A History of Freaks
|Steven Westdahl & Elena Wright|
Like millions of kids before her, as soon as Claire went to her first circus as a kid, she dreamed of running away someday to be on the road with the clowns, the animal trainers, and the trapeze artists. Even as a PhD candidate when she became an avowed “researcher” for life– “I study everything and nothing” – she still could not help reading books about circuses. It was while reading such a book on campus that a good-natured, big smiling guy named Joey stopped to tell her, “I was, I am a clown” and “I grew up in a circus.”
Their immediate attraction leads Claire to join now-college-graduate Joey as he returns to his former life at Stromboli’s Circus where Claire thinks she will now do what she does best – observing – and where Joey thinks he will spend the rest of his life. In Katie May’s A History of Freaks – now in world premiere as part of Playgrounds 2019 Festival of New Works – both are in for major awakenings as they each realize their true desires and destinies after opening their eyes and ears to a bearded, fire-eating lady and a once-conjoined twin, now tight-rope walker.
Wanting “to write a book about traveling circuses in the modern era,” Claire does her best to remain a bit standoffish and reserved as she arrives with Joey at the troupe’s current stop in a Midwest, non-distinct town. Reaction to her is fairly universal: How can she stay with us because “she doesn’t have an act?” But Claire is now clearly Joey’s girl; and Joey – whose dad worked with the circus his entire life after Joey’s mom escaped once Joey was born – is the heir apparent now to run the circus. That designation is at least true in his mind and that of Eve, the now-deceased owner’s daughter whose sister, Ava, Joey was supposed to marry before her tragic death on the operating table. Eve now is elated to see that Joey has come back in order to relieve her the responsibility of running the circus alone; she is even more ecstatic in her hope that he loves her like he once loved her other half, Ava.
But Joey’s return is full of surprises for both he and Eve. First for Eve, there is this Claire, with whom Joey is staying in her 1975 Winnebago. Second for Joey, the circus is almost bankrupt; the next three towns have pulled their permits for their performances; and the ‘freaks’ who were always relegated to the sideshow are now the main ring’s opening act – including bearded Sabine whom he discovers is also sexually entertaining after each show curious and horny blokes, town after town.
In return, Eve, Saline, and the rest of the circus performers are about to receive their own big and totally unwelcome surprise. Joey plans to end the days of trunks and tents, taking the circus off road once he finds a “warehouse space” in some tourist-rich city for a permanent home – a decision further received with disgust when he announces that there will be no more freaks in the new arena’s center ring.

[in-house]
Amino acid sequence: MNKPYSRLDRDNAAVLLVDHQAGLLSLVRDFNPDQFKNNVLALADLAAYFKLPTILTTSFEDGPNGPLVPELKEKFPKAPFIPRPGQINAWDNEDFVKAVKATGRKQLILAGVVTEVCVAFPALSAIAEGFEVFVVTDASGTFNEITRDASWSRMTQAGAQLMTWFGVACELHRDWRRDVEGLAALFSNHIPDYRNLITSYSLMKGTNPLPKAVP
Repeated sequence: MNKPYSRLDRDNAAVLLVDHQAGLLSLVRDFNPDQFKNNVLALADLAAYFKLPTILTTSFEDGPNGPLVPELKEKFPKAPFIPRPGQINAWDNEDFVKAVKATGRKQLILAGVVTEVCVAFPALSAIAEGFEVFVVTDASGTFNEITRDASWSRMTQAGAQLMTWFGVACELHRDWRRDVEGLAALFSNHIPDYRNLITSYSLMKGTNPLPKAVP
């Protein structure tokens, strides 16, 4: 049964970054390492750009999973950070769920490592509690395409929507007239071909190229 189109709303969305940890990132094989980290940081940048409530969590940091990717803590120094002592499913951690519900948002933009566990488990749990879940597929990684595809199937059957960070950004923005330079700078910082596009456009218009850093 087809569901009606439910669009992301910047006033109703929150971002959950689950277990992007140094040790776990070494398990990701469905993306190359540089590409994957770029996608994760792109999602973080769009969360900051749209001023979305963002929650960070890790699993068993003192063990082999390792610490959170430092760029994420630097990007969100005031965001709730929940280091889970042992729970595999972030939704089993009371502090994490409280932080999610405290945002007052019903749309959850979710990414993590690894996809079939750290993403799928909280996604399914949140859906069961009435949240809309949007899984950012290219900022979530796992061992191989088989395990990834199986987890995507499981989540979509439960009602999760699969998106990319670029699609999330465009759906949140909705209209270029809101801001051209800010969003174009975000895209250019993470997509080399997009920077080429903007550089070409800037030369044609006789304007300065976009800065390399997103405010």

|Patrick Russell, Sean Garahan & Stephanie Prentice|
As Joey, Patrick Russell at times cannot help but go into his old routines as a clown as he tells a story or recounts memories; but his Joey is also anything but funny in his intense seriousness as he plots how to save the circus. He has that twenty-something, somewhat cocky confidence that he is right; yet at the same time, he shows a vulnerable streak of uncertainty about what he really wants both for himself and for the circus. In the course of recalling memories, confronting deep sources of guilt, and attempting to rekindle a zeal for the circus that he assumes is naturally in his blood, Patrick Russell as Joey impressively displays a wide range of emotional acumen from silly to fearful to angry to deeply regretful. But in the end, what his Joey is seeking is a life that is “comforting,” and that search leads him toward a destination unexpected.
As it turns out, Claire too is seeking a destination and life that is “comforting” – a word oft repeated in Katie May’s smartly conceived script. Claire believes playing the somewhat detached researcher is where it is at, but sitting with a deck of Tarot cards in front of her leads her to discoveries of a world for herself that she did not know existed. Her extensive knowledge of circus history which she shares with her new friends magically opens up new pages in her always present notebook – pages on which rather than just recording observations, she begins to recreate herself. Laura Espino begins her portrayal of Claire as a young woman with little, outward emotional breadth or noticeable reaction who seems quite willing to stay more in Joey’s and the circus’s shadows. However, bit-by-bit her Claire transforms into a strong driver of her own, new journey – independent and sure of her own, new-found ‘act’ in the world of circus.